Developing new weapons in the fight against cancer
Cancer causes some 13% of deaths worldwide. Of these deaths, some 90% are caused not by the original cancer, but by its spread to other parts of the body. These secondary cancers, known as metastases, are most often caused by 'circulating tumour cells' (CTCs) which escape from the primary tumour and travel around the body in the bloodstream. In the process, CTCs often undergo modifications that make them more resistant to treatment than the primary tumours.
Being able to capture and study CTCs would be of enormous benefit for research, to help understand the cells’ metabolism, how they colonise other organs and how they may respond to either existing or future drugs. Existing technologies, however, are unable to do this. They are only able to count CTCs in patients with advanced metastases.
This was the challenge the CAMINEMS project was set up to address in 2009. Supported by European Union (EU) funding, the three and a half year project brought together 9 partners from 5 EU Member States, with expertise in both clinical and technological areas. The aim was to create a tool for the effective screening and analysis of CTCs which could ultimately be developed to a sufficient degree of efficiency and cost-effectiveness that it could be put to practical use in day-to-day patient treatment.
The project consortium focused on achieving this by combining three emerging technologies – nanotechnology, optical technologies, and microfluidics (the exploitation of the way fluids behave when constrained to a very small scale) – in order to produce a tiny device which could analyse cancer cells from patients’ blood in a minimally-invasive way, and provide clinicians with currently unavailable information about the risk of metastatic relapse and the best therapy.
In the words of the CAMINEMS project coordinator, Dr Jean-Louis Viovy of the Curie Institute in Paris, the key to the project was contained in the microfluidics techniques. “Microfluidics is the equivalent for biology of microcircuits and microprocessors for the electronics industry,” he says. “It is a system that allows us to integrate in a single ‘chip’ many different operations that lead from the sample to the result,” he explains.
Using these techniques, the CAMINEMS consortium was able to develop a tool which was able, first of all, to capture rare tumour cells such as CTCs, and then to use nano-observation and cell culture techniques to analyse and understand these cells. Initial tests on very small clinical groups have already indicated that the new device is able to capture the cells with a greater degree of efficiency and purity than was previously possible. At the same time, the greatly improved quantity and quality of information that can be gathered about the cells opens up the possibility of more complex diagnosis and treatment of cancers. With cancers often behaving differently in different patients, and displaying different characteristics, the technology developed by CAMINEMS should allow clinicians to move closer to the ideal of personalised medical diagnosis and treatment. The more advanced a cancer is, the more difficult it is to treat. The new CAMINEMS technology could help detect sooner if a cancer is developing resistance to a treatment, and thus save precious months or years in switching to a new, more efficient one.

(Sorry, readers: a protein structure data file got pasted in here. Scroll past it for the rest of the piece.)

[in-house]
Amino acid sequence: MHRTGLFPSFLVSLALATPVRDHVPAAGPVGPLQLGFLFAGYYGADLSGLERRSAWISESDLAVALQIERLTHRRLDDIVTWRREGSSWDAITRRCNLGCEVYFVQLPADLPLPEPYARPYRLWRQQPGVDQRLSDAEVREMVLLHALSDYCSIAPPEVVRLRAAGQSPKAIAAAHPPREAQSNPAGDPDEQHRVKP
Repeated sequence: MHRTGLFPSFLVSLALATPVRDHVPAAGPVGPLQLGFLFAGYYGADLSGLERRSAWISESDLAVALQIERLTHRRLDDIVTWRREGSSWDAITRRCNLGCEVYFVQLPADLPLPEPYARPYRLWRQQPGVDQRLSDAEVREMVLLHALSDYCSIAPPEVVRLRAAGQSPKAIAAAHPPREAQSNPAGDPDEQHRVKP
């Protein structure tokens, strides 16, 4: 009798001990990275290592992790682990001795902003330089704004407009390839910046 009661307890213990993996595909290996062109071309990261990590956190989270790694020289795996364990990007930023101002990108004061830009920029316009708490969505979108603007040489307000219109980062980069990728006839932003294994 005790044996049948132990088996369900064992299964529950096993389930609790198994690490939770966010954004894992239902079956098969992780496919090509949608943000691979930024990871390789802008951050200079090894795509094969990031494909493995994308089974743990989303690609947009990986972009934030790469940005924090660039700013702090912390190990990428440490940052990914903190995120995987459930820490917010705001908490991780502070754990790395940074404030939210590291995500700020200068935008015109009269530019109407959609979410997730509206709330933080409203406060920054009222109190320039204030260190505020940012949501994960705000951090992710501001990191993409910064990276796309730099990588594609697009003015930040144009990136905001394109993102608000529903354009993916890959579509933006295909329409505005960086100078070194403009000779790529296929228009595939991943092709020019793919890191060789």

A further key breakthrough achieved in the system, stresses Dr Viovy, is its flexibility. Designed as a ‘self-assembly’ tool, it provides the user with a basic kit which allows specific biological elements to be switched in or out. The tool can thus be adapted according to whatever specific test the user wishes to conduct. “All the biology is contained in magnetic particles that we put in the system at the moment of operation. This means we can decide, case by case or patient by patient, which biological question we shall ask,” says Dr Viovy. The effect of this is to provide a system with greatly enhanced cost-effectiveness, able to closely follow the rapid evolution of targeted therapies.
Having created the system and established its effectiveness, says Dr Viovy, the next step is to develop a more ’user-friendly’ version, able to process more samples in a shorter time and so make it of practical value to clinicians. Work is now underway to develop a second-generation, pre-industrial prototype, and to find partners for its eventual commercialisation.